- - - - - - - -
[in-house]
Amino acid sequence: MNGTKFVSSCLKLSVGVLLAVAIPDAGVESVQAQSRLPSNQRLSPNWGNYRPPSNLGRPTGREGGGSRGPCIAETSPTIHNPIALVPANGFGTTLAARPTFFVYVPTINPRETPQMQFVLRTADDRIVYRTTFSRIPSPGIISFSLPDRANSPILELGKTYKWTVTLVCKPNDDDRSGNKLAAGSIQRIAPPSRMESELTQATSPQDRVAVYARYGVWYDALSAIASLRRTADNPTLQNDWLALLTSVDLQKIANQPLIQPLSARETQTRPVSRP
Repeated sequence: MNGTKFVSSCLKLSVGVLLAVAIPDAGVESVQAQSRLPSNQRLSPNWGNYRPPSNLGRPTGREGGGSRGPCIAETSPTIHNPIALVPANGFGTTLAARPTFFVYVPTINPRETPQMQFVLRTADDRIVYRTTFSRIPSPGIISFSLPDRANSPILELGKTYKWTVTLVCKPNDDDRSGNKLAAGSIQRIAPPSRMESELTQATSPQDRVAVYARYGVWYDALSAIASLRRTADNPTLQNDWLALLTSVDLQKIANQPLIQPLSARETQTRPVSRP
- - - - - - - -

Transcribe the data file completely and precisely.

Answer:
[in-house]
Amino acid sequence: MNGTKFVSSCLKLSVGVLLAVAIPDAGVESVQAQSRLPSNQRLSPNWGNYRPPSNLGRPTGREGGGSRGPCIAETSPTIHNPIALVPANGFGTTLAARPTFFVYVPTINPRETPQMQFVLRTADDRIVYRTTFSRIPSPGIISFSLPDRANSPILELGKTYKWTVTLVCKPNDDDRSGNKLAAGSIQRIAPPSRMESELTQATSPQDRVAVYARYGVWYDALSAIASLRRTADNPTLQNDWLALLTSVDLQKIANQPLIQPLSARETQTRPVSRP
Repeated sequence: MNGTKFVSSCLKLSVGVLLAVAIPDAGVESVQAQSRLPSNQRLSPNWGNYRPPSNLGRPTGREGGGSRGPCIAETSPTIHNPIALVPANGFGTTLAARPTFFVYVPTINPRETPQMQFVLRTADDRIVYRTTFSRIPSPGIISFSLPDRANSPILELGKTYKWTVTLVCKPNDDDRSGNKLAAGSIQRIAPPSRMESELTQATSPQDRVAVYARYGVWYDALSAIASLRRTADNPTLQNDWLALLTSVDLQKIANQPLIQPLSARETQTRPVSRP